Web privacy is a whole other issue, though. Ask MS about the millions of dollars they had to pay to a Dallas-based engineering firm after IE4 phoned home and tattled on them for pirating Win95. I'm sure that some unscrupulous companies collect such data (there could even be legit uses for it, like usage statistics and allocating resources), but acting on it would result in liabilities that anyone without cash reserves like MS has would go bankrupt trying to pay.

All that said, tinkering with some local DNS servers is a good idea that I may pursue when I get the chance. I'm currently pretty busy rolling out Suse 11.1 on mine and my families' machines and I have some other, higher-priority projects that would come first (like rebuilding my server with a more robust and bigger RAID5 volume as well as moving NAT functions to it and upgrading it to a couple of teamed GB NIC's )

For the time being, simply changing a couple of DNS addresses takes about a minute and is worth the time if it gets me where I want to be, even if it is temporary.
 
Old 12-20-2008, 09:24 PM   #6
AlfredSka
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Quote:
Originally Posted by litlmary View Post
I've never been very happy with my ISP's default DNS servers. As an alternative, I've been using OpenDNS. The filtering options and so forth are great, but I'm still not happy with how it handles addresses that it can't resolve. It uses some crappy search engine and pukes out a bunch of irrelevant search results (the same reason I don't like my ISP's).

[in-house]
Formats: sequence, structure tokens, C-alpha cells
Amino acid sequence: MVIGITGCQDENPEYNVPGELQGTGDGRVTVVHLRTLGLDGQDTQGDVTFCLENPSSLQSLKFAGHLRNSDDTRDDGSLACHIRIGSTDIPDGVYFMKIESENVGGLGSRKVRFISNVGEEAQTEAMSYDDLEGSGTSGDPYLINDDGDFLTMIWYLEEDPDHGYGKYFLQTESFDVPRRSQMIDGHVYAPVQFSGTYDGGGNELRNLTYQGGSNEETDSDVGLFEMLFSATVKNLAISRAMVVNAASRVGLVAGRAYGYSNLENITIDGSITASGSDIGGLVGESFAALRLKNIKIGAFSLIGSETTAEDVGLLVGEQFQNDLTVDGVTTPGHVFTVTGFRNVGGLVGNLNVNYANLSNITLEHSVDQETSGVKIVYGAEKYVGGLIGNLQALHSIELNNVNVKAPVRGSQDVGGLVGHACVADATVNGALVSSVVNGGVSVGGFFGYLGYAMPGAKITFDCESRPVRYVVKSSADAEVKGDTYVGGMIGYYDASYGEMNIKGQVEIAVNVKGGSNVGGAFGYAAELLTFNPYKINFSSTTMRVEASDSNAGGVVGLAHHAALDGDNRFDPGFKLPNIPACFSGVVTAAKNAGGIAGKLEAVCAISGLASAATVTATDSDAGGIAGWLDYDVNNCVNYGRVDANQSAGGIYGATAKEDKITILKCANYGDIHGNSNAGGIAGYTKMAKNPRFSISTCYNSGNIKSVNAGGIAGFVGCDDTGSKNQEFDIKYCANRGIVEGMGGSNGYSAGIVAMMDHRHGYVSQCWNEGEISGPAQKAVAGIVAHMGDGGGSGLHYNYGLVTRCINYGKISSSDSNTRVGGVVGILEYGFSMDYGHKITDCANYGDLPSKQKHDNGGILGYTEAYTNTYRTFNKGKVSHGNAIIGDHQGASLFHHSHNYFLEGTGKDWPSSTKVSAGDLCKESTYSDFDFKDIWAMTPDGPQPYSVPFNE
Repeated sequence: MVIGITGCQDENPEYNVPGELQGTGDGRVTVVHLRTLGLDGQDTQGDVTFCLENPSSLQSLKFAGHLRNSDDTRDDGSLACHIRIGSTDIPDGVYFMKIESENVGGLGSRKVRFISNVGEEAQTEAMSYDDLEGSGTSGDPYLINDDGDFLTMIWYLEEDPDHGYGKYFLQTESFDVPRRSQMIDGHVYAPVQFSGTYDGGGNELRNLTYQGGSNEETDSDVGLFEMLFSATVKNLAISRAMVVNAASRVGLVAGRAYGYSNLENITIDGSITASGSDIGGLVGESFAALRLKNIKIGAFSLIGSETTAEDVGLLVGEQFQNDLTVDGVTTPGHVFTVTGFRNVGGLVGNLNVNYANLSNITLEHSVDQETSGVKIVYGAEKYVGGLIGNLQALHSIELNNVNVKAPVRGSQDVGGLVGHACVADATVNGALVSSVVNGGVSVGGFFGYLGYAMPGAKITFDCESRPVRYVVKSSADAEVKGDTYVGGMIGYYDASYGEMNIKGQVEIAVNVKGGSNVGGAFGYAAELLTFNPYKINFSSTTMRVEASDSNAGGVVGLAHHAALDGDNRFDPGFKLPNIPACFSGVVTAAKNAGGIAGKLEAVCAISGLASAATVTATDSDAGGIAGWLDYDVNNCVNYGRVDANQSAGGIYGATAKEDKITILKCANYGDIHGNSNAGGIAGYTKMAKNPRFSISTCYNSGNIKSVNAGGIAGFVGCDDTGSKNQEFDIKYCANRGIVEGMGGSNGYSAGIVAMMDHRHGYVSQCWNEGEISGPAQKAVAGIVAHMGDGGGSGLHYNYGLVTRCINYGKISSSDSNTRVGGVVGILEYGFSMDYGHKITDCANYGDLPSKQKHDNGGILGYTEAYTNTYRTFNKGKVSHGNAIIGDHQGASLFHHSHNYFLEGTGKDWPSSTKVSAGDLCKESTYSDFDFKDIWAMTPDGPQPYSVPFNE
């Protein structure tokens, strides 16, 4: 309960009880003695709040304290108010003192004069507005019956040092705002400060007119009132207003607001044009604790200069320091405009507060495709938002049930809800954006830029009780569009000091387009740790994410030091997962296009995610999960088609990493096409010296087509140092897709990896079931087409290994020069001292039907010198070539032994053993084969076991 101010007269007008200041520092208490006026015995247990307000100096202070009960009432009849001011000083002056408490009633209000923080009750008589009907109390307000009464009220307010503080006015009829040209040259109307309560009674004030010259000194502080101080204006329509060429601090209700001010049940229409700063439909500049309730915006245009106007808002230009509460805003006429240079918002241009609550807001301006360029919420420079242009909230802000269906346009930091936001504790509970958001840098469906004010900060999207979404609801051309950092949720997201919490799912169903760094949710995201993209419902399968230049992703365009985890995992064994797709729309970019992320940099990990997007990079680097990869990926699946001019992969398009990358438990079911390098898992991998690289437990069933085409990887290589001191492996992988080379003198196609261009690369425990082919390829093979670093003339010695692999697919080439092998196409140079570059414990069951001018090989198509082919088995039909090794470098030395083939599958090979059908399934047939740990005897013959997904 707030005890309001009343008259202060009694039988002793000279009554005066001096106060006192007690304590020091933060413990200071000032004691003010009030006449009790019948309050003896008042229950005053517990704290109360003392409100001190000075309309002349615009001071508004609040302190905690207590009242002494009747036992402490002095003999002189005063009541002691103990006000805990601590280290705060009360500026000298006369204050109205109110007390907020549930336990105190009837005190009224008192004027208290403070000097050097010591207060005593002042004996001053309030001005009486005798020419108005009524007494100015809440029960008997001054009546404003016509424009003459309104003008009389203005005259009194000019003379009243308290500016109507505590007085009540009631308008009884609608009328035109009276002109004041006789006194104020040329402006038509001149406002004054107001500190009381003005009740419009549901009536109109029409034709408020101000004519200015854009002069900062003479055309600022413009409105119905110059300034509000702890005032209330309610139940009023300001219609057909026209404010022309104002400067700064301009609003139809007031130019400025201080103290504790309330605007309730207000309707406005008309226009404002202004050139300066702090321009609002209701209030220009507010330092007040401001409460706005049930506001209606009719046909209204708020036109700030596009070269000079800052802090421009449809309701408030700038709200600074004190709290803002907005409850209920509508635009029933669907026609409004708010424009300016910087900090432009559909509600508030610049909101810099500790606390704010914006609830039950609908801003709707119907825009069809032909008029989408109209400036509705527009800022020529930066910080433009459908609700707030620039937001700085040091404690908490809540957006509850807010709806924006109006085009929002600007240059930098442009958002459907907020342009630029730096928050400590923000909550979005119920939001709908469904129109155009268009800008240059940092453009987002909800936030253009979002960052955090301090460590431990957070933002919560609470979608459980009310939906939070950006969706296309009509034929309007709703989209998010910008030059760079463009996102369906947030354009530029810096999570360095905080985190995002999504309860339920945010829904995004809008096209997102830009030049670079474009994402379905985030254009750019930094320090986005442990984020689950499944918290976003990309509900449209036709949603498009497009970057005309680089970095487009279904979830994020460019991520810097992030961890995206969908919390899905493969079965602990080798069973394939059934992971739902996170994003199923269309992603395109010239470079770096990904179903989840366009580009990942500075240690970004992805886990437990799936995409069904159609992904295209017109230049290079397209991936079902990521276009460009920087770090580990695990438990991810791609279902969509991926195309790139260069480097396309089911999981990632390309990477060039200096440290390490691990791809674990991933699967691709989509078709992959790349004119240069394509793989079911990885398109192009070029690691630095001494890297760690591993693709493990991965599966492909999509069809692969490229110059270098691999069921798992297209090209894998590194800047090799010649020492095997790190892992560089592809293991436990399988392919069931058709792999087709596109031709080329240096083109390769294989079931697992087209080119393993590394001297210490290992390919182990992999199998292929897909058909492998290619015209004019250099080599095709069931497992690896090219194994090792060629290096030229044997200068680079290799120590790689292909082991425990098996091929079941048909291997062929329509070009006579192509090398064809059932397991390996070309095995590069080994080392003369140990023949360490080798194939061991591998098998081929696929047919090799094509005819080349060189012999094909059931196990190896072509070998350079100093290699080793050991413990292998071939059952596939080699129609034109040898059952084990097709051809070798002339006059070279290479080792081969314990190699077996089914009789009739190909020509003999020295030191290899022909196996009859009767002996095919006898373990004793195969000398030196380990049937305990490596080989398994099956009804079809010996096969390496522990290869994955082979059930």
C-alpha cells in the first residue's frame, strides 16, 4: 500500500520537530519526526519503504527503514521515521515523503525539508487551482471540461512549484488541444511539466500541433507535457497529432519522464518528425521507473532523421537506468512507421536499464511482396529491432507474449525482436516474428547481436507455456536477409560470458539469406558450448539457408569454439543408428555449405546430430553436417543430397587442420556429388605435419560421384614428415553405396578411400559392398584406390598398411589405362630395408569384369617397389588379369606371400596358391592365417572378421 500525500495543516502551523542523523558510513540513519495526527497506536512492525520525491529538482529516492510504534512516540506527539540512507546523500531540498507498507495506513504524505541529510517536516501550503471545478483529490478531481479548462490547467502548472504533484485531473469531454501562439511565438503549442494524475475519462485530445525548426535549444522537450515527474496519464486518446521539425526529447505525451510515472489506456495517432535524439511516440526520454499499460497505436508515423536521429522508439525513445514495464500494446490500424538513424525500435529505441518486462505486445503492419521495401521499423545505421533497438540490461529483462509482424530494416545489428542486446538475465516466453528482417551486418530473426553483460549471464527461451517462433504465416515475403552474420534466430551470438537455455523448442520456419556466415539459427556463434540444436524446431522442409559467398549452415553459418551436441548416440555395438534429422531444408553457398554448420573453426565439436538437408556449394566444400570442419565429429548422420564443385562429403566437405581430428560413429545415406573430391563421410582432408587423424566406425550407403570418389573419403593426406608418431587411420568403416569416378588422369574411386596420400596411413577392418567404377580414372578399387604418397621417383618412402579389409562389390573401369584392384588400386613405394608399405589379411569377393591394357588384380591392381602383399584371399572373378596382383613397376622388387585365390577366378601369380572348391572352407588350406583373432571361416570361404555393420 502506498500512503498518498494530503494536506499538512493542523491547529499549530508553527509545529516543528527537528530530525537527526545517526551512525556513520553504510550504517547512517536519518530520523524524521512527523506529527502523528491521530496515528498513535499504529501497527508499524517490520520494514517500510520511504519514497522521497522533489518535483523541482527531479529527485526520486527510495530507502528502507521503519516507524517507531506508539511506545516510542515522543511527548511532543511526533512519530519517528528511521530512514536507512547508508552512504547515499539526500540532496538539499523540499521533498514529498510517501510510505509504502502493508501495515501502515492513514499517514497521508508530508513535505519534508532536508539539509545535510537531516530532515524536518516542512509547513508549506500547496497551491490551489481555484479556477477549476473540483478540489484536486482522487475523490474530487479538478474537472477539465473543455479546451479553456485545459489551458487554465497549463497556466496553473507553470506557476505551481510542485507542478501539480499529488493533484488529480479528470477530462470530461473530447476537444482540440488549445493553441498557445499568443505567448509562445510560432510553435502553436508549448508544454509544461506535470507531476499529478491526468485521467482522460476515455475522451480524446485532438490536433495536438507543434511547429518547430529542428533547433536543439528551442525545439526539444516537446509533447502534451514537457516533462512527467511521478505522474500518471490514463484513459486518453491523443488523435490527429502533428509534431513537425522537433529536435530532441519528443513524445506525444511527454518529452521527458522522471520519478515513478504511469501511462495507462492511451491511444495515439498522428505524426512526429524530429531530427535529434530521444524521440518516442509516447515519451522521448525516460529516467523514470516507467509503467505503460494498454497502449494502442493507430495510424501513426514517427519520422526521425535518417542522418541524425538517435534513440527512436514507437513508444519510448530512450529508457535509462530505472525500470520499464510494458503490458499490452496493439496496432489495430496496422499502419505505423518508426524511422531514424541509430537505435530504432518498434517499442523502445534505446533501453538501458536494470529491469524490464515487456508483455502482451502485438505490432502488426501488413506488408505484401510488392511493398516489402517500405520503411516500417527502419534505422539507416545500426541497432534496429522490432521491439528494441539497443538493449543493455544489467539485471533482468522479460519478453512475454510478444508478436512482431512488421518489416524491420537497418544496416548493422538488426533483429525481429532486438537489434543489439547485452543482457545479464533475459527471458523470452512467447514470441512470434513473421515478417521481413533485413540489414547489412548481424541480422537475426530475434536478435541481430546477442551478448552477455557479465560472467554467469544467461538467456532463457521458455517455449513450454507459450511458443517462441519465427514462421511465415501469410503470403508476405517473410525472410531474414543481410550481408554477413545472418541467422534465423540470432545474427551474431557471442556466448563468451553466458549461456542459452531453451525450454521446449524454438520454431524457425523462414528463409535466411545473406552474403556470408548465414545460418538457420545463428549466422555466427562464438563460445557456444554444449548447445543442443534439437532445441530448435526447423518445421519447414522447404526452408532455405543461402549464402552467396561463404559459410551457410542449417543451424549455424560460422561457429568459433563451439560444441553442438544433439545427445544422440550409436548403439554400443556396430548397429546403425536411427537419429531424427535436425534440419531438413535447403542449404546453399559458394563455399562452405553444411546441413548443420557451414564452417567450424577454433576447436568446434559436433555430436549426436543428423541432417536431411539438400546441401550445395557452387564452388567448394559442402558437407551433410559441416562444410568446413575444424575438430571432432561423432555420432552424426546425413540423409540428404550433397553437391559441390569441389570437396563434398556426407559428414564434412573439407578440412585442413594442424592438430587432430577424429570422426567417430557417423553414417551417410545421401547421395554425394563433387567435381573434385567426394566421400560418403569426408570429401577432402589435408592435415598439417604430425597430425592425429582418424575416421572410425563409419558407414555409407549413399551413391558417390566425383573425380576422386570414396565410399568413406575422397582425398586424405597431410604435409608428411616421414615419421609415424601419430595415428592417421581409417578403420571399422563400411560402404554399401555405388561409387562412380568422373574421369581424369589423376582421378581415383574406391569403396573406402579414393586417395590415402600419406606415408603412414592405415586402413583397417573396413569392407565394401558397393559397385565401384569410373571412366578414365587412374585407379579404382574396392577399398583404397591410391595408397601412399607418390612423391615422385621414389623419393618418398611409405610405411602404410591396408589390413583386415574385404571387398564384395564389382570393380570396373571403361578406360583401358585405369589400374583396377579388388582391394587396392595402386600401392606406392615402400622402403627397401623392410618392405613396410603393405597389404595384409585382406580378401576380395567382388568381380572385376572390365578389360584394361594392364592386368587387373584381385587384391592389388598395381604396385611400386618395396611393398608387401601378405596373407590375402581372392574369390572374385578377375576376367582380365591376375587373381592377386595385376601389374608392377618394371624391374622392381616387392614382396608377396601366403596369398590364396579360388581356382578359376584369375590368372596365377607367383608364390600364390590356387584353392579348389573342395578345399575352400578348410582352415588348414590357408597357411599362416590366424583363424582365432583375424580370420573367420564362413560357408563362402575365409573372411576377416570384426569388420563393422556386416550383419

There was a time that my ISP's DNS servers did a google search and directed me to the best result automatically when an address didn't resolve (I.E. typing "google" into the address bar of a browser would automatically go to "www.google.com").

Is there another free DNS service that works so well?
Forgive me if I misunderstand the situation, but is this problem limited to web surfing? If so, depending on your browser, you may be able to force a misspell/search redirect to a search provider of your choosing.

For instance, I use OpenDNS and Firefox. Following the guidelines here, I have never again encountered OpenDNS' own search results, instead I opt for a google search.

I'm sure similar instructions can be applied to other browsers, so they will handle their own redirects, rather than querying the DNS.
 
Old 12-20-2008, 10:17 PM   #7
mrclisdue
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I did some googling: "opendns search redirect" which yielded this discussion:

http://forums.opendns.com/comments.php?DiscussionID=226

which I found interesting, though you folks don't necessarily have to read it.

The point I wish to make is that as a result of that discussion, I stumbled upon a Greasemonkey script which allows one to bypass the OpenDns search redirect with google (or the search engine of your choice.)

http://userscripts.org/scripts/show/8040

hth,

Last edited by mrclisdue; 12-20-2008 at 10:26 PM. Reason: the usual: spelling & grammar
 
Old 12-21-2008, 04:36 AM   #8
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Quote:
Originally Posted by mrclisdue View Post
which I found interesting, though you folks don't necessarily have to read it.
Indeed that was an interesting read, esp. if you read the mentioned web log article as well.